BOB HIRSHON (host):
E-readers and sleep cycles. I’m Bob Hirshon and this is Science Update.
Instead of lulling you into a relaxing night of sleep, curling up with an e-reader might be causing sleep disturbances. In research conducted at Brigham and Women’s Hospital, researcher Anne-Marie Chang, now at Penn State, found that volunteers who read books on e-readers had different sleep patterns than those who read print versions of the same books.
ANNE-MARIE CHANG (Pennsylvania State University):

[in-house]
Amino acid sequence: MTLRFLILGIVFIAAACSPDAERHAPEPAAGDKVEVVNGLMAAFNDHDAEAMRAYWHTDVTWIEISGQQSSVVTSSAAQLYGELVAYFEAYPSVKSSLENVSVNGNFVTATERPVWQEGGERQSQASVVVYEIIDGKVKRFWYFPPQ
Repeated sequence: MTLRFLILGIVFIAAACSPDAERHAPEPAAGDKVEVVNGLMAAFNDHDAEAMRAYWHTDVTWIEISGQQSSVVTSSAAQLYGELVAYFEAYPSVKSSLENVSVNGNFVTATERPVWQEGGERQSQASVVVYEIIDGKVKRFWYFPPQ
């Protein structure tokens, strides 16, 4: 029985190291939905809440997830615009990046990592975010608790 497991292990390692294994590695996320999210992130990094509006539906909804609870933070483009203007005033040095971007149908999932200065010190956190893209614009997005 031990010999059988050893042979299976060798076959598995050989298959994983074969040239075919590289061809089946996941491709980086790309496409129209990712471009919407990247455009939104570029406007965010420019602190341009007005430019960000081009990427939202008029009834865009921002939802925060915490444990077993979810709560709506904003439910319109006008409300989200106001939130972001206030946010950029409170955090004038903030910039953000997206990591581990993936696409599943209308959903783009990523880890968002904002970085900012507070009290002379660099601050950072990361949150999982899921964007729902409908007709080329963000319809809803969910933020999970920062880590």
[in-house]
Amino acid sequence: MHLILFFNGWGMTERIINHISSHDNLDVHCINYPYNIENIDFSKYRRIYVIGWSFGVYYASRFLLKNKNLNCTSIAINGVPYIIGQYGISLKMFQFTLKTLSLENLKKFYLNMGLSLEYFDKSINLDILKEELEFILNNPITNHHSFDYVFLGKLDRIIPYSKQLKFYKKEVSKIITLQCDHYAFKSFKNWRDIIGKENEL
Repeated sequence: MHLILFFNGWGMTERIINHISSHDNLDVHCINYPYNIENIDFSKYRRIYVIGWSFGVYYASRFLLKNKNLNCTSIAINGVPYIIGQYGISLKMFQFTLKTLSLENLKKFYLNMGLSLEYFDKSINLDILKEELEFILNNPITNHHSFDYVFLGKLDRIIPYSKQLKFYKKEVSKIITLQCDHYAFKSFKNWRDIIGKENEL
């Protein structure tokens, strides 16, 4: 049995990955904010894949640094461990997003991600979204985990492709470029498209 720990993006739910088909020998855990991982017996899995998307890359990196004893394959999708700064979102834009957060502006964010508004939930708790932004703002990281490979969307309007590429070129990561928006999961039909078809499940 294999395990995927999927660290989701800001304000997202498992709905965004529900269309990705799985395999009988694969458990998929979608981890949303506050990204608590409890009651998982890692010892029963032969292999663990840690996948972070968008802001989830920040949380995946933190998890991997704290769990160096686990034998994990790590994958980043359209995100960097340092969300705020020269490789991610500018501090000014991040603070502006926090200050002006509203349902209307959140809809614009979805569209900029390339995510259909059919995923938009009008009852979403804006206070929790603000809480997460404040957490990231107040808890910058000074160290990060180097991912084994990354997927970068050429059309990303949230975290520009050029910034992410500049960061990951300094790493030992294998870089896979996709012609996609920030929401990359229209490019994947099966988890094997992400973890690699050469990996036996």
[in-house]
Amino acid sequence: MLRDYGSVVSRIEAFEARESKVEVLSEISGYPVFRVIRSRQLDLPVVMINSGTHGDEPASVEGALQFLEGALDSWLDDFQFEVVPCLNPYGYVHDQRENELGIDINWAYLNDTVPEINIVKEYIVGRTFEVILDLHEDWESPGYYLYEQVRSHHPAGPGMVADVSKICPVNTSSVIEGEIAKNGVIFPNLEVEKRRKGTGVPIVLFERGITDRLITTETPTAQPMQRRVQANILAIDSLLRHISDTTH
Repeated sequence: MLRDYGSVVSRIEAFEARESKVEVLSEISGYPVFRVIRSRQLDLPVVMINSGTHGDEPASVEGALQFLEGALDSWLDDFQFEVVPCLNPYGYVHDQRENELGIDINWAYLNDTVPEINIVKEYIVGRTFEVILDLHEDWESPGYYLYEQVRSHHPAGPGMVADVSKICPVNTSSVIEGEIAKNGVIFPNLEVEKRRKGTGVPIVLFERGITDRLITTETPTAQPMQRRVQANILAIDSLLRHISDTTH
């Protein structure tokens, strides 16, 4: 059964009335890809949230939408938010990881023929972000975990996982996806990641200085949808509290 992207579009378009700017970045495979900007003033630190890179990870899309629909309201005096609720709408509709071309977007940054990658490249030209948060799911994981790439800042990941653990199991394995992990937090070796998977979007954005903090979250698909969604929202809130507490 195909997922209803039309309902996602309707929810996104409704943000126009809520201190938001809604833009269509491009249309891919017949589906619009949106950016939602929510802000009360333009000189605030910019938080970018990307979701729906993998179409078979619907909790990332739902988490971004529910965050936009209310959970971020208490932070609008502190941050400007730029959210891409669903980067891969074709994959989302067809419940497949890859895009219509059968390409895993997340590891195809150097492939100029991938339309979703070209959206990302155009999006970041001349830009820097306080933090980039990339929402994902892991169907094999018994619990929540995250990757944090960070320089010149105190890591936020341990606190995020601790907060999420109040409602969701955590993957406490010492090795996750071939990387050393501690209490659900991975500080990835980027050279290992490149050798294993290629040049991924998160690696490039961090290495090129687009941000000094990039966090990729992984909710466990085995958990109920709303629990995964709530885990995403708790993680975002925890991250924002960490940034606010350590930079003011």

It took them longer to fall asleep, their melatonin levels were suppressed and they felt sleepier the following day.
Like televisions, computers and mobile phones, the light emitted by e-readers is brightest in the blue range, and scientists already knew that blue light affects the brain’s production of melatonin— a brain chemical that controls sleep cycles. As a result, Chang recommends avoiding all screens at bedtime. The study appears in the Proceedings of the National Academy of Sciences. I’m Bob Hirshon, for AAAS, the science society.